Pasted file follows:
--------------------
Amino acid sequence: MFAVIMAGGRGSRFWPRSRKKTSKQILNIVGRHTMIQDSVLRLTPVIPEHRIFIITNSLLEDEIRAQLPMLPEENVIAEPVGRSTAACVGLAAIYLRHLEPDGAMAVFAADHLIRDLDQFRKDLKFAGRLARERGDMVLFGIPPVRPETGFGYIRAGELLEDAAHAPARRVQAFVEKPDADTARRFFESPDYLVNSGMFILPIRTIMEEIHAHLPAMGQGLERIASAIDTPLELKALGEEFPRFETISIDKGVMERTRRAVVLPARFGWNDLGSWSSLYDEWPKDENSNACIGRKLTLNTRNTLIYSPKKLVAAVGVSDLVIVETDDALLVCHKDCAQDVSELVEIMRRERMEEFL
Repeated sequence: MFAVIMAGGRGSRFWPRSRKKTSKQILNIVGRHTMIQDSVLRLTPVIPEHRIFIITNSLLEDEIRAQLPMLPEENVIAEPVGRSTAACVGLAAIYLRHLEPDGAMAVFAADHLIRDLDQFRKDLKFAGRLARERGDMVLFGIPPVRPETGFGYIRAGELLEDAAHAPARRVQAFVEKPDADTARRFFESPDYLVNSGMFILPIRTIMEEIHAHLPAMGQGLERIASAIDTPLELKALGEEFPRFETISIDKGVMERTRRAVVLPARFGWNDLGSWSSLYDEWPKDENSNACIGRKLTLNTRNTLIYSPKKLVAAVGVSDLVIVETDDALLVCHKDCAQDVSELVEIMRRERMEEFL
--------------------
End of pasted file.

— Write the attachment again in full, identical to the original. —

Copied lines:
Amino acid sequence: MFAVIMAGGRGSRFWPRSRKKTSKQILNIVGRHTMIQDSVLRLTPVIPEHRIFIITNSLLEDEIRAQLPMLPEENVIAEPVGRSTAACVGLAAIYLRHLEPDGAMAVFAADHLIRDLDQFRKDLKFAGRLARERGDMVLFGIPPVRPETGFGYIRAGELLEDAAHAPARRVQAFVEKPDADTARRFFESPDYLVNSGMFILPIRTIMEEIHAHLPAMGQGLERIASAIDTPLELKALGEEFPRFETISIDKGVMERTRRAVVLPARFGWNDLGSWSSLYDEWPKDENSNACIGRKLTLNTRNTLIYSPKKLVAAVGVSDLVIVETDDALLVCHKDCAQDVSELVEIMRRERMEEFL
Repeated sequence: MFAVIMAGGRGSRFWPRSRKKTSKQILNIVGRHTMIQDSVLRLTPVIPEHRIFIITNSLLEDEIRAQLPMLPEENVIAEPVGRSTAACVGLAAIYLRHLEPDGAMAVFAADHLIRDLDQFRKDLKFAGRLARERGDMVLFGIPPVRPETGFGYIRAGELLEDAAHAPARRVQAFVEKPDADTARRFFESPDYLVNSGMFILPIRTIMEEIHAHLPAMGQGLERIASAIDTPLELKALGEEFPRFETISIDKGVMERTRRAVVLPARFGWNDLGSWSSLYDEWPKDENSNACIGRKLTLNTRNTLIYSPKKLVAAVGVSDLVIVETDDALLVCHKDCAQDVSELVEIMRRERMEEFL